few local authorities in England, and in post-apartheid South Africa. If globalization causes municipal
amalgamations, surely there should be many more cases than these. In particular, we would expect to find them in the United States
(and so we can today!)
If anything, pressure in the United States has been for municipal secession, not municipal
amalgamation. In the early 1990s, there was a movement on Staten Island to have it secede from New York City, but the plan was blocked in the State Assembly.
On the eve of the centennial of the New
York consolidation in 1898, the Brooklyn borough president saw no reason to celebrate. He wrote:
If consolidation had not taken place…continued independence for Brooklyn, Long
Island City or Queen’s and New York would have fostered intense competition among
the municipalities, resulting in dynamic economic growth and an even stronger
metropolitan region than we have today.
It has been in Los Angeles, however, where the issue of municipal secession has been most
prominent. In the end, as a result of local referenda, the City of Los Angeles continued with its same boundaries, but only after secession had been impartially evaluated by a government agency and only after all the plans for its implementation had been made. The case of Los Angeles is therefore highly significant for anyone claiming that there is a direct link between globalization and municipal amalgamation.(no link?? notice some other trends we will also talk about)
Although there were various other proposals for breaking up Los Angeles (including the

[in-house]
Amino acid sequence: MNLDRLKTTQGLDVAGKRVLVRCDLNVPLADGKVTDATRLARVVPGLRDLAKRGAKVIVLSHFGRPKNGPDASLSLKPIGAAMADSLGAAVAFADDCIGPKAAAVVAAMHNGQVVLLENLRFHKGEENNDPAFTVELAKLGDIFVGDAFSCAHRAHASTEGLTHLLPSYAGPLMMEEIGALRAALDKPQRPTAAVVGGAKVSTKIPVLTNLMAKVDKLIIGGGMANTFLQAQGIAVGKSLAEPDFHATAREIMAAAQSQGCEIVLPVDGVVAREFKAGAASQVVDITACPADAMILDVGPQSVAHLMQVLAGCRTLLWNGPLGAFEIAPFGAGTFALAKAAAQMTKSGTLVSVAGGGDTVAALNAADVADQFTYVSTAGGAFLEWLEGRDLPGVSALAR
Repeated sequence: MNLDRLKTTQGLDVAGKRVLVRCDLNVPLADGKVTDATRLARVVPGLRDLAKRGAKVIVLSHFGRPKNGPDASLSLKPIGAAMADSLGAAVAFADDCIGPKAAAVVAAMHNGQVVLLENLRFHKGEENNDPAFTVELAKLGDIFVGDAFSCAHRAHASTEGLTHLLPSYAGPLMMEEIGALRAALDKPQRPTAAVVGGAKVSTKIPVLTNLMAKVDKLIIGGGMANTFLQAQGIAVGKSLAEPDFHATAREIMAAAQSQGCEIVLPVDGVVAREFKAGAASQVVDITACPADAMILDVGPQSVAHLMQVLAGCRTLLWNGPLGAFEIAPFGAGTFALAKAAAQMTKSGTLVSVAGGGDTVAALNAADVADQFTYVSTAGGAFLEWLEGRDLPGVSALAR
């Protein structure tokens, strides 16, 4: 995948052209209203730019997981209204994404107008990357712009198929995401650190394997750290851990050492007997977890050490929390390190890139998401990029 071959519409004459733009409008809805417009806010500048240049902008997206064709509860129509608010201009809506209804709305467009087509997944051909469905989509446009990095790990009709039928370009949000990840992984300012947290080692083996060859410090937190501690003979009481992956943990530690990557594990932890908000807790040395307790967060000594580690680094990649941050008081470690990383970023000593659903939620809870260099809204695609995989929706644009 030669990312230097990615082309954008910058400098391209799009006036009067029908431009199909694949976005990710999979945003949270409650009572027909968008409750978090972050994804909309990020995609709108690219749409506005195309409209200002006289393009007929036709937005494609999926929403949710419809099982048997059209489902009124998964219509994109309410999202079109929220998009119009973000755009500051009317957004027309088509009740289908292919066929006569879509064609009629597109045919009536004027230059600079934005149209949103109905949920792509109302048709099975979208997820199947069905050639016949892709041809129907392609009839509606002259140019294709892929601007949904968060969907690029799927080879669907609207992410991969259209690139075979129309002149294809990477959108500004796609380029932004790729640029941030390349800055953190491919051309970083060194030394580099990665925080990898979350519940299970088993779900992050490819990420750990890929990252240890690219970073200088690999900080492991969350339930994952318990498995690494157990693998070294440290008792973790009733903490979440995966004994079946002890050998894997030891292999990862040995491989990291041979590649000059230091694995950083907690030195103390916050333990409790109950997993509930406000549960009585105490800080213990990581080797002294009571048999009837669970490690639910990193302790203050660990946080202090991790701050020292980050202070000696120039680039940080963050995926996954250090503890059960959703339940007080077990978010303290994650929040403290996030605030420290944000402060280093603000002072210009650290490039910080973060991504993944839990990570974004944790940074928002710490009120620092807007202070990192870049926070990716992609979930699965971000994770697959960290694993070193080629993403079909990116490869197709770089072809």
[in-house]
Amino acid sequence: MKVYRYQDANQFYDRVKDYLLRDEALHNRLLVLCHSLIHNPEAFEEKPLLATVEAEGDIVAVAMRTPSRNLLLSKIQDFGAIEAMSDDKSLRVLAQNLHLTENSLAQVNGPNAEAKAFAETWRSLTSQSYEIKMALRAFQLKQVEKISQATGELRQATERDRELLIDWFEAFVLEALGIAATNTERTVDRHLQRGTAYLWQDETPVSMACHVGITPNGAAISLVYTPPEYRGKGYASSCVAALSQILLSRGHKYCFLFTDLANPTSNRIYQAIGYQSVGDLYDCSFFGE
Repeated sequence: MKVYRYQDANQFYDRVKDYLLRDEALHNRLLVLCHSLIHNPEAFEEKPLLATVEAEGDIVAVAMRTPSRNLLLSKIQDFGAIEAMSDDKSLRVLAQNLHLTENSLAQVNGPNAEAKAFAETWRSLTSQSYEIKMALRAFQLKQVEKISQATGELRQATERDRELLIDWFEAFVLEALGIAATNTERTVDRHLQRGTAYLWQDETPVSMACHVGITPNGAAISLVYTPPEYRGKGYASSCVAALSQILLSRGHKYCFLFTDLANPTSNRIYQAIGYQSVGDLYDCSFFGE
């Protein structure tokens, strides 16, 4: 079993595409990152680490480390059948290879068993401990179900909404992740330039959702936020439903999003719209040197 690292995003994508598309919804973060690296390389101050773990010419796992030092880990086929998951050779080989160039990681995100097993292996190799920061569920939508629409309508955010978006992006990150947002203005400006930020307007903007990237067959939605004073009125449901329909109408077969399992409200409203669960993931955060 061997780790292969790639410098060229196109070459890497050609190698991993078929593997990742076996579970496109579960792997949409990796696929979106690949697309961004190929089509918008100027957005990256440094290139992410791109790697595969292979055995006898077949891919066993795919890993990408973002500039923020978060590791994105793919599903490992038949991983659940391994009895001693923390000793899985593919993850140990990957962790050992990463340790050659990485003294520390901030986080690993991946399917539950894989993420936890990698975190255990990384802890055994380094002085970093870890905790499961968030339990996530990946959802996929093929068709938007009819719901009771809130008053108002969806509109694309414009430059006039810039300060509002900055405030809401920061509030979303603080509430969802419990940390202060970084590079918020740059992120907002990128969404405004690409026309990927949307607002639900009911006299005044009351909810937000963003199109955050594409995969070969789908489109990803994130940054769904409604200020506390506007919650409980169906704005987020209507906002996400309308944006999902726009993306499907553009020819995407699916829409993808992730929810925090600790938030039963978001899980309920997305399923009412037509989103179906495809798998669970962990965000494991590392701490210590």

establishment of a new City of Hollywood), the main one involved the establishment of a new city in the San Fernando Valley. The Valley had been incorporated into the City of Los Angeles in 1915. By 2002 its population was over 1.3 million, while that of all of Los Angeles was 3.7 million. For almost ninety years, the Valley had been part of the City. At various times during this period, secessionist movements had appeared, but none was more strong than the one that developed during the 1990s.

Under the state rules that were legislated in 1985, any proposed municipal break-up of a city within Los Angeles County required the approval of the Local Agency Formation Commission for Los Angeles County (LAFCO). Before it could allow a local referendum, a detailed study needed to be made of all of all the implications, the theory being that voters needed to know what was at stake and that implementation plans needed to be worked out, before the break-up was approved rather than after.

On April 24, 2002 the Executive Officer’s Report on the Special Reorganization of the SanFernando Valley was released. It is a landmark document for the study of municipal secession because it lays out exactly how a secession would be implemented, including a detailed financial plan for the new city to compensate the City of Los Angeles for its fiscal losses as the result of the secession.

On the subject of the implications for future municipal costs resulting from the establishment of the newcity, the report stated:
The academic studies on this topic have found that economies of scale are relevant only among the smallest of cities.
For larger metropolitan cities the literature suggests that dis-economies [emphasis in original] of scale exist in policing as well as refuse collection, general government and fire services. This means that the per capita costs of providing of local government rise
as city population, crime or other measures of government output increase…
The evidence does indicate that in the area of street maintenance and possibly, sanitation, there are likely economies of scale. The Executive Officer encourages the parties [i.e. the two potential cities] to consider a long-term contractual relationship in such areas with clear efficiencies from a large-scale operation.

go to page 4 to continue reading, it gets bizarre how this author tries to whitewash Globalization as an none issue and has been proven in the meantime as more of similar document will show.